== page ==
Chapter 8 - Poison Flower

They had taken her by surprise. Alena had had time to speed dial Tyler and tip over some furniture — and sacrifice their favorite cookies — so that her brother would know something had gone wrong if she didn’t reach him by phone. Her biggest fear at the time was that they’d leave someone behind for Tyler. But the pirates were in a hurry. Without a word, they forced her into the go-fast boat’s forward hold, bolted the door, and left the harbor.

The dark hold reeked of fish. When her eyes adjusted to the light seeping in from blacked-out portholes, she looked around. The forward section of the boat had been gutted. There was a cargo lift and a winch wound with steel cable. Large storage bins lined the bulkheads. Curious, Alena opened one. She staggered back and lost her footing, falling heavily onto the deck, which was slick with scales and slime.

The bin was packed solid with shark fins!

Missing in Action

So this is how they catch the sharks, she thought. She did the dreadful math: four go-fast boats, just like this one. Killing sharks. Day after day.

The boat picked up speed and was soon slamming against the swells in the open ocean. Heading to the mother ship with its cruel cargo. The girl hardly noticed. Tears were streaming down her face, blurring her vision.

Sometime later, the boat stopped. Alena could hear laughter and shouts outside. Then the motor and gears began grinding, and the deck over her head opened up like a big box. They were in the cavernous hold of the mother ship. She remembered Tyler’s explanation that the hover¬craft was built to lower its huge loading door after the ship had pulled onto land. This one had obviously been modified so the door could open in water, letting the go-fast boats come and go, and then pump the water out.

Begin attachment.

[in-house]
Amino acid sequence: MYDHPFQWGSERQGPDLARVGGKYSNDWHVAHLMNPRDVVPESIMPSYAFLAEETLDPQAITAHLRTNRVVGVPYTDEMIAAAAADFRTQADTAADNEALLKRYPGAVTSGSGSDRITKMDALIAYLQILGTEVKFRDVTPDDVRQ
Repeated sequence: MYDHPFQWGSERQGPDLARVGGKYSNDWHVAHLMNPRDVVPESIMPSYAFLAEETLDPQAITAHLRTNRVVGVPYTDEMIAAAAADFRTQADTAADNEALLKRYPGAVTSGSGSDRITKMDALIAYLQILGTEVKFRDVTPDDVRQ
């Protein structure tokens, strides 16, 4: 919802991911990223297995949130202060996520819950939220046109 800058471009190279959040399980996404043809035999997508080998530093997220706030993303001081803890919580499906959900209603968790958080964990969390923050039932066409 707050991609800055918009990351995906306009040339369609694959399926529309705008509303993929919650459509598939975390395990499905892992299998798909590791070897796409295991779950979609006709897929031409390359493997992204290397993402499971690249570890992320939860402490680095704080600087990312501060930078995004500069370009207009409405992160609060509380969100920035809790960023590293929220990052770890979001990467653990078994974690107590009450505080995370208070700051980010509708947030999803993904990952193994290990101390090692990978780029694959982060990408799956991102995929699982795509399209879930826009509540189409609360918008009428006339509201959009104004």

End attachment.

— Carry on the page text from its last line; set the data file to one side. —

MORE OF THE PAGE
The crew began unloading the shark fins. Alena was taken to a large room in the command center. A few minutes later the pirate crew came in. Some of the men stared at the young girl with curiosity. One winked and gave her a creepy leer. A few talked quietly. They all seemed to be waiting for something.

They were a mixed bunch: short, tall, thin, fat, ponytails, shaved heads, beards, mustaches, light-skinned and dark. The only thing they seemed to have in common was a tattoo. On the side of each neck— except where covered by an unruly beard—were the symbols:

Poison Flower

They looked Chinese to Alena. They were the same symbols she had seen on the man’s uniform during the sea chase. Deciding to take matters into her own hands, and trying hard not to appear afraid, she pointed to the symbols on one of the pirates. “What is that?” she asked.

The man grunted something in a language she didn’t understand and turned away.

“What you say?” another crewmember said in English.

Alena recognized him as the man who had fired the rocket that had brought Arky down. If possible, she found she disliked him even more than the others. But she knew she would gain nothing by showing it, so she kept her voice calm. “What does that mean?”

“Doo hwa. It means — ” He searched for the right words. “It means Poison Flower. It means we belong Poison Flower.”

“You mean you’re all crewmembers on this ship? The Poison Flower!”

He looked confused. “No. No ship. We belong Doo hwa. Poison Flower.”

“I think what you mean is—”

“What he said is exactly what he means,” came a voice behind her.

Alena whirled and found herself staring at a beautiful woman dressed in a long, flowing dress.

“They all belong to me. I am Poison Flower.”

Click to go to the Save Our Seas web site